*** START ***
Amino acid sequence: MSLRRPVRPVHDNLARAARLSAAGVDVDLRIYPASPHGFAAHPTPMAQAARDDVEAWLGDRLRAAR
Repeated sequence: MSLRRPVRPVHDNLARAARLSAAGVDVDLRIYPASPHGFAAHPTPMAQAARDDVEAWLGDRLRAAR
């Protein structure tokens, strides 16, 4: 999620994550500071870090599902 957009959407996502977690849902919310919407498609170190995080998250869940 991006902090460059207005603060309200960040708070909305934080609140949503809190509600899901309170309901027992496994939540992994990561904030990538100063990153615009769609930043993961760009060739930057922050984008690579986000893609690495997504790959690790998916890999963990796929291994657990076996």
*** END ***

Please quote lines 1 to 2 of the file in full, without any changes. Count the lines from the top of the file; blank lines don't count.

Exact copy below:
Amino acid sequence: MSLRRPVRPVHDNLARAARLSAAGVDVDLRIYPASPHGFAAHPTPMAQAARDDVEAWLGDRLRAAR
Repeated sequence: MSLRRPVRPVHDNLARAARLSAAGVDVDLRIYPASPHGFAAHPTPMAQAARDDVEAWLGDRLRAAR